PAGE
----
Talking about some research on women’s tendency to be affiliated with corruption, scholars like Alatas and Friends, Jha and Sarangi, and others believe that women are less likely to engage in corruption compared to men. Some scholars believe that female voters punish their corrupt leaders more promptly compared to male voters. 

A study undertaken by the Westminster Foundation for Democracy (WFD) suggests that women are honest, so they are less likely to engage in corruption. However, the role of empowered women in corruption cannot be undermined.

If empowered women get the opportunity to have money from a parallel economy, they do not miss doing it. For example, cases of active involvement of Nepali-empowered women are apparently seen in corruption.

The rising corruption in Nepali society can be fought by changing women’s perception about the need to have expensive ornaments, land, bungalows, cars, and bank balances. The competition of women for expensive jewellery and clothes impels their hubbies to accept kickbacks to meet the insatiable need of their better halves. This sort of corrupt practice is more prevalent among women from urban areas compared to rural areas.

Barring some exceptions, most Nepali women do not have their own sources of income. The participation of such unemployed women in social activities like wedding ceremonies, teej festivals, and gatherings is intense.

Women love to use these forums as an opportunity to show off their gold ornaments and expensive attire. The demands of a wife and her attraction towards money provoke a man to take part in corruption.

Corruption-free lifestyle

Nepali women might become corrupt in their households and workplaces. Teaching children while nurturing them to adopt a corruption-free lifestyle will be the very beginning, but the long-term strategy to develop a corruption-free society is important because the culture learned from mothers at an early age will have a lifelong impact.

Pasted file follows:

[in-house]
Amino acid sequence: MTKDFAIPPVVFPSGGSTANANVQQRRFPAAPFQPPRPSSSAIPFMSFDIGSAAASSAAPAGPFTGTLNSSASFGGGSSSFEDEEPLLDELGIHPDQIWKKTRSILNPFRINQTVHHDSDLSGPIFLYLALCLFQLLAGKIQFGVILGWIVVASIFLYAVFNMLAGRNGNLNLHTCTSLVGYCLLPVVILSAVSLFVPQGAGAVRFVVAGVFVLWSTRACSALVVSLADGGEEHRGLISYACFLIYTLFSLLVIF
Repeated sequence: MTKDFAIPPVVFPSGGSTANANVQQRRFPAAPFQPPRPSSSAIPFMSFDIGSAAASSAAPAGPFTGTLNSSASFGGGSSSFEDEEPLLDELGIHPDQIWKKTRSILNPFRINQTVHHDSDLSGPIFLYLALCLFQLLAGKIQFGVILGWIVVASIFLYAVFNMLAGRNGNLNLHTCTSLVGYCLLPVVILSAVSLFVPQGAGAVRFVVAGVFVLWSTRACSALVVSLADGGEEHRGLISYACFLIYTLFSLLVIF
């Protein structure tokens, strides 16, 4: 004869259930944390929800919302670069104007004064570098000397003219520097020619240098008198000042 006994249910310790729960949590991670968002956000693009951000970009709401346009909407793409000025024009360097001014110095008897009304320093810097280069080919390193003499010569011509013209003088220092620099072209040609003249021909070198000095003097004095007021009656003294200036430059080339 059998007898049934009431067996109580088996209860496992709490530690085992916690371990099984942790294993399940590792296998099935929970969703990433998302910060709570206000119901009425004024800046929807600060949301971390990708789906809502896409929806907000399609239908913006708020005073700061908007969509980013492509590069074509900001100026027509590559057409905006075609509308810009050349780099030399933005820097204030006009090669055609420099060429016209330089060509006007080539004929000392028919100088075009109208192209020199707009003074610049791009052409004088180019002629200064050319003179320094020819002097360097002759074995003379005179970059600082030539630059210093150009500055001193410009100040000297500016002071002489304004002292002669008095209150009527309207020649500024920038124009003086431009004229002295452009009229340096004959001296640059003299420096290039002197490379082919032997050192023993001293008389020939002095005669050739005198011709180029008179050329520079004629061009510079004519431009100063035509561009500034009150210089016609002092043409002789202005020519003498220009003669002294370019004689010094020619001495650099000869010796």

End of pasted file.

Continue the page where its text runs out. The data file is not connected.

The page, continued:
Couples are familiar with their spouse’s potential inclination towards minor to structural corruption, and this is a good opportunity for them to sensitise each other for a corruption-free professional life. If the wife disagrees with her husband for accepting bribe, the latter is discouraged from indulging in such misdeed.

Women need to understand that if anyone abuses power, it directly hit them. The gender movement for equality gets weakened when corruption distorts the objectives of sustainable development, democratic governance, and gender equality.

The majority of women from socially, economically, and geographically discriminated groups hardly get access to the policymaking level. Therefore, women ought to take the anti-corruption crusade together with gender issues.

(Dahal writes on development issues.)